Following its election in 1989, the Australian Labor Party government in Queensland under the premiership of Wayne Goss, instituted a political, policy and administrative reform agenda based on the discourse of openness, accountability and responsiveness. This agenda was in stark contrast with Queensland's history of undemocratic governance practices. A key characteristic of these reforms was the tension between a rational and controlled approach to community consultation and policy development and an aspiration to enlarge the scope of citizen participation in the policy process. This thesis interrogates the Queensland experience in the light of theoretical directions formed around the concepts of dialogic, deliberative and associative democracy as a way of overcoming citizen alienation and the fragmentation of the institutions of liberal representative democracy. Key national and international debates about the nature of a more participatory form of democratic organisation as a response to these challenges are highlighted. These debates straddle a diverse range of theory and policy ideas ranging from the ancient promise of civic republicanism to modem approaches to public administration based on the notions of network governance. The thesis draws attention to emerging forms of distributed or dispersed democratic governance not necessarily reliant on traditional views of hierarchical authority, power, the state, government, community and citizenship.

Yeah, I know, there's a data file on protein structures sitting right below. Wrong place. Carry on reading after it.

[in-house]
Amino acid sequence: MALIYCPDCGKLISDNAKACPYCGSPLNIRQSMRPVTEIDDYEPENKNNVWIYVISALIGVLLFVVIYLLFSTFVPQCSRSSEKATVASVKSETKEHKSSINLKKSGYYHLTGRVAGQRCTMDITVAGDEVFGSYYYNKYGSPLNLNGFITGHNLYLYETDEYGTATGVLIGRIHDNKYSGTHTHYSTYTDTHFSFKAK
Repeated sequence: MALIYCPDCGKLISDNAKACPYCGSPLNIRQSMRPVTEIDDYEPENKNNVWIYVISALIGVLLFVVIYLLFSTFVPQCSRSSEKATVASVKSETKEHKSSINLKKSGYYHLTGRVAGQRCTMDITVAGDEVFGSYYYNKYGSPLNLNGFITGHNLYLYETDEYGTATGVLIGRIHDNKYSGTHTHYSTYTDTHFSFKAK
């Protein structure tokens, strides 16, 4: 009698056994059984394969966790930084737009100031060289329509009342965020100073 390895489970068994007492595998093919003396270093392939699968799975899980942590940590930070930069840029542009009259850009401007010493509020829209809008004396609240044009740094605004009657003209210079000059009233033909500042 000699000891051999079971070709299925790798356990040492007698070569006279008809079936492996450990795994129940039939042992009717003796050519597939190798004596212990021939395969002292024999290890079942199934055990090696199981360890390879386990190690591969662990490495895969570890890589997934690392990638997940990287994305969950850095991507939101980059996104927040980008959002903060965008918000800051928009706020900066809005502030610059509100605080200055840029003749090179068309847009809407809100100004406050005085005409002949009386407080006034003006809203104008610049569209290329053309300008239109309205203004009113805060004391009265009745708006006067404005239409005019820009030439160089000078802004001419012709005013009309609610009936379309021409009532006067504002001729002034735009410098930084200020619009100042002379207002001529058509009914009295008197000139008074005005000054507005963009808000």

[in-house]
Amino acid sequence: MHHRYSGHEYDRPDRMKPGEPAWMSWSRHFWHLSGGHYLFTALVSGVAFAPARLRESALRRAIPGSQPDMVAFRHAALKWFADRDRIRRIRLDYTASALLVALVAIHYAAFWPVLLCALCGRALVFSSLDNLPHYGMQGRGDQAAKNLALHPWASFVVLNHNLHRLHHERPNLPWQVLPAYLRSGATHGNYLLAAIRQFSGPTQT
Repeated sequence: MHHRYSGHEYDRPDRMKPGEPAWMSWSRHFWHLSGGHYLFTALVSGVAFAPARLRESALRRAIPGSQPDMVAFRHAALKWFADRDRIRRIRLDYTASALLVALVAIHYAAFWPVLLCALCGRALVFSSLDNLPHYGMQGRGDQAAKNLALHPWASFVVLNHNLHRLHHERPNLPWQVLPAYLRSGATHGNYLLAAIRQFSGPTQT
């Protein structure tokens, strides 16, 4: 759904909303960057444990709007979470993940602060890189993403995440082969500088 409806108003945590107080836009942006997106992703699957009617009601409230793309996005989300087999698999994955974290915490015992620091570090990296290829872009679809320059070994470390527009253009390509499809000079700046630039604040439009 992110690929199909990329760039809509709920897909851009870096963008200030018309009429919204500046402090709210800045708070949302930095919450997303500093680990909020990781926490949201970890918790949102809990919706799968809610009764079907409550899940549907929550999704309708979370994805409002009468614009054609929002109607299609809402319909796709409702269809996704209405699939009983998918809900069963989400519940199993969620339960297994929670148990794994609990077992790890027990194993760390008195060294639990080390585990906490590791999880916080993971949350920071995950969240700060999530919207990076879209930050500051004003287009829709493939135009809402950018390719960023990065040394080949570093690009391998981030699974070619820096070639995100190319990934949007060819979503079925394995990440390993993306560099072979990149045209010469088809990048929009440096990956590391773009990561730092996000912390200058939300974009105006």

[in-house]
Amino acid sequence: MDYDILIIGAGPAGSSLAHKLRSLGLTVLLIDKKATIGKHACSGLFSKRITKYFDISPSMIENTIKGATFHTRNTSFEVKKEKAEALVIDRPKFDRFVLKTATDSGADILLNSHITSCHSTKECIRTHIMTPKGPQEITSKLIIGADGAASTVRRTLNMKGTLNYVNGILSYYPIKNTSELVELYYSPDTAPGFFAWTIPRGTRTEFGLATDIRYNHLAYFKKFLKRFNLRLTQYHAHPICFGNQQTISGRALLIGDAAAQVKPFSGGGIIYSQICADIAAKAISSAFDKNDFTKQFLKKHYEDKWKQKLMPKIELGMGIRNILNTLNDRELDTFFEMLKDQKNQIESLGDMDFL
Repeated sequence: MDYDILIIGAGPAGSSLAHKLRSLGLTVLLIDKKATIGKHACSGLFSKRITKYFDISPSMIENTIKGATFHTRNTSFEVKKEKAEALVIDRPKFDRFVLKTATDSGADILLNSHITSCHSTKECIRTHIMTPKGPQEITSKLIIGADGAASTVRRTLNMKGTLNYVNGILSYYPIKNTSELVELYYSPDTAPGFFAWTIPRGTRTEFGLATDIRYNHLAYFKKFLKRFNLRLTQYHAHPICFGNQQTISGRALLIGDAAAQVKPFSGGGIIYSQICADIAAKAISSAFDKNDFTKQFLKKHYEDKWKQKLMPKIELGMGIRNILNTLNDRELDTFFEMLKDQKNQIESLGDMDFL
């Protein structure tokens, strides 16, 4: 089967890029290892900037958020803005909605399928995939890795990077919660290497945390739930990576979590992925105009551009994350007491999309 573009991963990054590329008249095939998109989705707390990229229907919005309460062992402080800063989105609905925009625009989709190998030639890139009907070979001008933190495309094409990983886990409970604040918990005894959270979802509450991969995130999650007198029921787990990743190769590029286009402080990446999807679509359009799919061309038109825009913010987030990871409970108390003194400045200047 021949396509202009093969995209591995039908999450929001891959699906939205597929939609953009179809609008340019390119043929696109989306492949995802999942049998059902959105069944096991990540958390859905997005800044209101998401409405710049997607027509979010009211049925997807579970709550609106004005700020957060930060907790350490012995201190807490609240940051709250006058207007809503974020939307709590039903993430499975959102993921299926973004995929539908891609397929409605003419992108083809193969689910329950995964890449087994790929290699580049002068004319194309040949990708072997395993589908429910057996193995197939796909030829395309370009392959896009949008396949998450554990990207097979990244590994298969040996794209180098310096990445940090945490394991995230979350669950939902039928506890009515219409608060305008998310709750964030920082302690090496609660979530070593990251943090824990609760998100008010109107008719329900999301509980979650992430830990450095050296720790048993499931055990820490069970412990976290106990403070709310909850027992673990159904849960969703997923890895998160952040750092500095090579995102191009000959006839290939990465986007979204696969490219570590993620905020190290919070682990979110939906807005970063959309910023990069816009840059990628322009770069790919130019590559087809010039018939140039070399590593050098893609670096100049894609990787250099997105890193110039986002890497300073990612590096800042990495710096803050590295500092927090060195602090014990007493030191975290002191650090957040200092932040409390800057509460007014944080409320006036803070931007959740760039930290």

This thesis explores the theoretical and policy dimensions of these challenges, debates and directions through a multiple case study investigation of citizen participation, policy development and governance in the Australian State of Queensland. By investigating three case studies of participatory practice during the period of the Goss government (1989-1996) a number of theoretical and policy practice dimensions are explored. At a theoretical level, the problematic relationship between liberal representative government and participatory forms of democracy is highlighted, while from a practical perspective the limitations of traditional participation and policy development techniques are evidenced. The notion of the "technologies of participatory governance" is proposed as a bridge between such theoretical and more practical research concerns and as a framework to promote participatory forms of democratic organisation which complement and extend liberal representative democracy, Importantly, the role of an active state in relation to an engaged civil society is reaffirmed as fundamental to this reconceptualisation of participatory democracy.